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Now that the Census of Marine Life is over, we’re checking in with some of its researchers to hear about their favorite expeditions, what they learned, and how the Census and its findings continue...
Like its terrestrial namesake, the Venus fly-trap anemone ( Actinoscyphia sp.)...
Sea stars ( Odontaster validus ) and sea urchins ( Sterechinus neumayeri )...
From the open ocean to coastal tidepools, from the fantastic to the familiar, a...

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Like its terrestrial namesake, the Venus fly-trap anemone ( Actinoscyphia sp.) sits quietly and waits for food to drift into its outstretched tentacles, which are lined with stinging harpoons called nematocysts. Of course, this...
Census of Marine Life researchers discovered this unusual transparent sea...
This jelly’s red color provides camouflage in the deep ocean. Red light...

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Did you know that over 17,000 species thrive in the deep sea where no light penetrates the ocean waves? Or that an old...
Like this ctenophore ( Aulococtena acuminata ), many animals that live in the midwater zone are red—making them almost invisible in the dim blue light that filters down from the sea surface. This...
A fringe of short tentacles surrounds the flattened bell of this tiny, transparent jellyfish ( Halicreas minimum ), which can be found at depths up to 984 feet (300 meters). But it would be hard to...
Like its terrestrial namesake, the Venus fly-trap anemone ( Actinoscyphia sp.) sits quietly and waits for food to drift into its outstretched tentacles, which are lined with stinging harpoons called...
Census researchers manipulate the robotic arm of the remotely operated vehicle (ROV) Quest to study shrimp and other deep sea life forms. They discovered the creatures at a hydrothermal vent 3...
Did you know that over 17,000 species thrive in the deep sea where no light penetrates the ocean waves? Or that an old restaurant menu can teach us about the history of fish populations? Or that...
This transparent cockatoo squid ( Leachia sp.), also known as a glass squid, lives in the depths of the ocean and has many adaptations to help it survive there. It retains ammonia solutions inside...
This bright purple sea star is a new species found by the Census of Coral Reef Ecosystems , a project of the Census of Marine Life. This particular specimen was seen on the reefs of the French...
The Census of Marine Life was a ten-year effort by scientists from around the world to answer the age-old question, “What lives in the sea?” The international effort to asses the diversity,...
This brilliant red octopus ( Benthoctopus sp. ) was photographed at more than 8,800 feet (about 2,700 meters) in Alaminos Canyon in the Gulf of Mexico. See more photos of wild creatures encountered...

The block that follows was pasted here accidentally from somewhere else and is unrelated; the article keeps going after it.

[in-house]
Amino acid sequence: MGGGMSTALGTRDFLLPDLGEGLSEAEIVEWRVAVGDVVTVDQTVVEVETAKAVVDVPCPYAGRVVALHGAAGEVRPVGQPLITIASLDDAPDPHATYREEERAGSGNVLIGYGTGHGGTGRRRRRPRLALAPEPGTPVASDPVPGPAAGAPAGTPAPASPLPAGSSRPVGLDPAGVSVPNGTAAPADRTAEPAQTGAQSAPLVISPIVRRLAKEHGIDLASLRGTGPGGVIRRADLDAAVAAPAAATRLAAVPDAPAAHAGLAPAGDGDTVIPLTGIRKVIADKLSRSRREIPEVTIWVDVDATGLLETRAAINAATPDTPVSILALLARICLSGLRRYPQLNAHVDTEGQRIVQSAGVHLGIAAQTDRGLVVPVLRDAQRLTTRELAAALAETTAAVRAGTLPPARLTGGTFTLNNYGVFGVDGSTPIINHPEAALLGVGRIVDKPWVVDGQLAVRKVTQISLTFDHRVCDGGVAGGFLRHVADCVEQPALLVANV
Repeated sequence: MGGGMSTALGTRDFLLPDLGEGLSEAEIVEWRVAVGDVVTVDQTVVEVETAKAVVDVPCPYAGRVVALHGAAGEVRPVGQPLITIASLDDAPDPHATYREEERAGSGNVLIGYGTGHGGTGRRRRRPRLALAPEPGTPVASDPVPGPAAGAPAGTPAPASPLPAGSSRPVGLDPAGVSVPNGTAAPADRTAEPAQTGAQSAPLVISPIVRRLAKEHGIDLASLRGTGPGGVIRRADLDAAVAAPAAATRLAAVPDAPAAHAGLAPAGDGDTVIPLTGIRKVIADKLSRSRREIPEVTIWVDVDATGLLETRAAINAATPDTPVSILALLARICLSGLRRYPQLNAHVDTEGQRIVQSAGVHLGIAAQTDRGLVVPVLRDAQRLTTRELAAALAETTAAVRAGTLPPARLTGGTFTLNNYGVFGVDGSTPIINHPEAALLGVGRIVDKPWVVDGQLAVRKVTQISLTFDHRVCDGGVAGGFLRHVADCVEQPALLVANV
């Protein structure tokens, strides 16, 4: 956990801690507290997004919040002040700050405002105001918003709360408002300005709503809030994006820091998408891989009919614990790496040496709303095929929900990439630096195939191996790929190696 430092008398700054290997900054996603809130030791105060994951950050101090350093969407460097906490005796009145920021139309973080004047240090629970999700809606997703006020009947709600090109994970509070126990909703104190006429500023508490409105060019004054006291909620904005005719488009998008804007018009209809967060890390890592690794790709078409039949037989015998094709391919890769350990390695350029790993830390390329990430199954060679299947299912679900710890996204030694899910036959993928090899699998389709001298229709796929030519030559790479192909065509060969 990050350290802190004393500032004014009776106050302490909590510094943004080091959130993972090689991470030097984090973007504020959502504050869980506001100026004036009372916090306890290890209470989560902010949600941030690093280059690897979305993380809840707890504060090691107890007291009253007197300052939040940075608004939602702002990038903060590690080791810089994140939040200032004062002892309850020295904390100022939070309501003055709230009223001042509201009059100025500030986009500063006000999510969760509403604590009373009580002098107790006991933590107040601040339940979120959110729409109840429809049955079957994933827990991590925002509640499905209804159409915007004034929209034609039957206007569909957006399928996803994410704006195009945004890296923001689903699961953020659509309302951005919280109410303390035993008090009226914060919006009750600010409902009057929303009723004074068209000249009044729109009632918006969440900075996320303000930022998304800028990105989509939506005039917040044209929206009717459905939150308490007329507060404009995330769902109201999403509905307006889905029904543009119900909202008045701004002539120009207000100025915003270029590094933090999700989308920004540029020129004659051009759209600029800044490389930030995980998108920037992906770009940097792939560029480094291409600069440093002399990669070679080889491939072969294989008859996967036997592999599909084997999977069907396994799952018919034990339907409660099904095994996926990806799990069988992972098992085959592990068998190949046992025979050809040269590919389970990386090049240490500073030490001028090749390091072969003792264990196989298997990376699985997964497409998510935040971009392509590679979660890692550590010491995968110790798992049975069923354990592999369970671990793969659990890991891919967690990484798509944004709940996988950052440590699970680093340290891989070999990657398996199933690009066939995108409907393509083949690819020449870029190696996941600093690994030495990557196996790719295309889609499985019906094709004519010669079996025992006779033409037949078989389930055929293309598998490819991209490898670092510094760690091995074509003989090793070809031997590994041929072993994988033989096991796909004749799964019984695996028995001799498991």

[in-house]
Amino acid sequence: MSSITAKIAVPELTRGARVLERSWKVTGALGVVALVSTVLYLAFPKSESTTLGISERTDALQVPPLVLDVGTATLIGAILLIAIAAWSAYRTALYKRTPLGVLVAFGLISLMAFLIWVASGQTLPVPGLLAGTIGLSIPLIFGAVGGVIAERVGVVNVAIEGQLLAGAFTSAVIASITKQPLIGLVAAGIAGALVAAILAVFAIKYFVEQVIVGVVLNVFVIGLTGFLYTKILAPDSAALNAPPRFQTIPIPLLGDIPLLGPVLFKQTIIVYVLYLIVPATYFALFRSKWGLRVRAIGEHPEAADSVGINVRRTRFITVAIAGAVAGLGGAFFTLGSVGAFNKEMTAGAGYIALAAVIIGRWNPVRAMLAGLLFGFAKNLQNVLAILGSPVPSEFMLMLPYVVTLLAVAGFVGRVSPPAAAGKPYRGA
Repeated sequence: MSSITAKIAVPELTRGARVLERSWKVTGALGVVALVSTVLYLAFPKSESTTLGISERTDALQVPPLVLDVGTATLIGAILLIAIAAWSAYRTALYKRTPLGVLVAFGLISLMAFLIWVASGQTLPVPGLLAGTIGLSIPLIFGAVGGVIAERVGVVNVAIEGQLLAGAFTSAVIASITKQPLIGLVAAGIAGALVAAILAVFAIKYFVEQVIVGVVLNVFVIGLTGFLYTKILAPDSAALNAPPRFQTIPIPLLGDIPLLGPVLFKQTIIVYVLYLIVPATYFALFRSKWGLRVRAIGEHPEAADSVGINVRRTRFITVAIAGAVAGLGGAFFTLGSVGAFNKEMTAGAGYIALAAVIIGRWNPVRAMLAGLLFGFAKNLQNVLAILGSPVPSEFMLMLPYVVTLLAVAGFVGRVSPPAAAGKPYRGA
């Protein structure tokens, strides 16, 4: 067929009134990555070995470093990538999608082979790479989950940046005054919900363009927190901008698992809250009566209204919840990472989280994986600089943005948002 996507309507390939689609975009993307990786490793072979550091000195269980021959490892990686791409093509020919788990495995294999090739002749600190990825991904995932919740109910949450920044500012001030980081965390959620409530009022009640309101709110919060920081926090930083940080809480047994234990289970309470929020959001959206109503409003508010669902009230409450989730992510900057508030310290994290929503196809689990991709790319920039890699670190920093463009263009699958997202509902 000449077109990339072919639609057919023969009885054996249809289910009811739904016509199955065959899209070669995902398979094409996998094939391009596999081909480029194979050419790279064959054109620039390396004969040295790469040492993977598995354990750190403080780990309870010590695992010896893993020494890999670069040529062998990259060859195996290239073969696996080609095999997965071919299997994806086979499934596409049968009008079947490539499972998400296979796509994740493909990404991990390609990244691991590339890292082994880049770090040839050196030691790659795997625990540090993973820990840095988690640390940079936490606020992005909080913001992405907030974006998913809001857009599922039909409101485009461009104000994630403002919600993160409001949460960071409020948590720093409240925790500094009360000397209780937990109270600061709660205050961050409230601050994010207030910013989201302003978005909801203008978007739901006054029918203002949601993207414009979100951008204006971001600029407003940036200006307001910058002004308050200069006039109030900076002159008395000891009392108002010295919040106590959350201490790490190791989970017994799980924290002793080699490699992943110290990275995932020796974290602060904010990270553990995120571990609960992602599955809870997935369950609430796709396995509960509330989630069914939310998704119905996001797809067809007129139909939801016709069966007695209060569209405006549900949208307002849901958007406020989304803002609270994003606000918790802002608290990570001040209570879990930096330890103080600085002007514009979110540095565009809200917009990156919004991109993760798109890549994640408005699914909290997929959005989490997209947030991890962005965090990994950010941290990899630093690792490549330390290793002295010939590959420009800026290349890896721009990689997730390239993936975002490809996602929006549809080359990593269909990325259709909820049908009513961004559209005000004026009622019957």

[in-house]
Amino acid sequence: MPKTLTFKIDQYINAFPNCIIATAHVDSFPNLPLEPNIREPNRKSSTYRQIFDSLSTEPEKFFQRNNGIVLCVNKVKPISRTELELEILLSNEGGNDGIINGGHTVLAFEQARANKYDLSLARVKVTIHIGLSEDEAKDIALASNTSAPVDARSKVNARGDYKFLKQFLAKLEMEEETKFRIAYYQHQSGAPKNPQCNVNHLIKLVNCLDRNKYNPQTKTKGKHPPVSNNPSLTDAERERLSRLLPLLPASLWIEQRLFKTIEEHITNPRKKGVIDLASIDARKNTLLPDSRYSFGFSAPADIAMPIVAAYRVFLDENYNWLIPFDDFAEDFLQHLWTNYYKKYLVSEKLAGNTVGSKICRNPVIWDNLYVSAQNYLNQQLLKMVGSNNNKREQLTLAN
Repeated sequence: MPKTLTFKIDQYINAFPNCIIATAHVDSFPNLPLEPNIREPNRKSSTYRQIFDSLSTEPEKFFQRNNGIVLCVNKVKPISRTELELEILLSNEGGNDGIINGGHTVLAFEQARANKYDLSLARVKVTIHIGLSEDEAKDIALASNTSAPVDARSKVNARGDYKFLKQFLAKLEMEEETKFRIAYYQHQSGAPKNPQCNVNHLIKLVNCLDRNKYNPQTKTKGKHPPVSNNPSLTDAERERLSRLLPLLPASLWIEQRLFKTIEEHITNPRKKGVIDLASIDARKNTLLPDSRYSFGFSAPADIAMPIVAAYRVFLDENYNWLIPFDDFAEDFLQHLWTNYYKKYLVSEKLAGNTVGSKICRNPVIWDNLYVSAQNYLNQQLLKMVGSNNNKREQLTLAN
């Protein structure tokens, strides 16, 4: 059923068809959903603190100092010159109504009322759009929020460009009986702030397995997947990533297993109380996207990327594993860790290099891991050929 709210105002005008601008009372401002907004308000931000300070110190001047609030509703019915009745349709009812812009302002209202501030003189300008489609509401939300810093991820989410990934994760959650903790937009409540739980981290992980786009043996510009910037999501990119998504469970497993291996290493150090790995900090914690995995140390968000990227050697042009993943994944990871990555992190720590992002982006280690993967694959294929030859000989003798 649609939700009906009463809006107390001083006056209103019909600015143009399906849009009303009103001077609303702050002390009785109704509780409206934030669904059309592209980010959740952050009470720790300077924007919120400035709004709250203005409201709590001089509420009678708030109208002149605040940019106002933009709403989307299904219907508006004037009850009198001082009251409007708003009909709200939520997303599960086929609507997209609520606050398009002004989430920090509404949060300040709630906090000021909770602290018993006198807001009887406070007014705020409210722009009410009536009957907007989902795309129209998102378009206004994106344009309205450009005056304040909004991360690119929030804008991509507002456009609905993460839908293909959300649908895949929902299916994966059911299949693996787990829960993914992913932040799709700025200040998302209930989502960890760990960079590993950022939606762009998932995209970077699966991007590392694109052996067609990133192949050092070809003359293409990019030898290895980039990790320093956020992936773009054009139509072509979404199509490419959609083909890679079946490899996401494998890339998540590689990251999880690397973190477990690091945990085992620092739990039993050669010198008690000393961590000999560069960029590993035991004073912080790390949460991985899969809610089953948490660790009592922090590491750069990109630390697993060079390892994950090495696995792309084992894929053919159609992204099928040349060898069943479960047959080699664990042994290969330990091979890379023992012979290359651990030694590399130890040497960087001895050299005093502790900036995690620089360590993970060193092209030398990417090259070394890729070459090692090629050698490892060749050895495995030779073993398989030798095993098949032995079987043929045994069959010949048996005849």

Expedition data went to the Arctic Ocean Diversity database of the Census of Marine Life to establish a baseline that will help to document change in the poorly known Arctic Ocean. Scientist Kevin...
In the Coral Triangle, a biodiverse area between Indonesia and the Philippines, scientists discovered this swimming polychaete (bristly worm), which they have dubbed the "squidworm." Using a remotely...
Omoo, a Great White Shark ( Carcharodon carcharias ), carries a satellite tag that sends information daily about her movements across the Pacific. Follow her migration real-time . More about the...
The comb jelly (ctenophore) Thalassocalyce inconstans is found in shallow to deep water in the Atlantic Ocean, Mediterranean Sea, and sometimes in warmer Pacific Ocean waters off the coast of...
Now that the Census of Marine Life is over, we’re checking in with some of the researchers to hear about their favorite expedition, what they learned, and how the Census and its findings continue to...
In Antarctica's Southern Ocean swims a beautiful polychaete (bristly worm) called Tomopteris carpenteri , which is adorned with alternating red and transparent bands. The largest species in its genus...
The ocean covers more than 70 percent of the Earth and is essential to all life. But forces of change, from overfishing to climate change, are affecting the ocean and humanity's relationship with it...
Can you spot the amphipod ( Phronima atlantica ) in the below photo? She's the transparent lobster-looking animal in the middle, surrounded by her own eggs -- inside a sac that once was the "barrel"...
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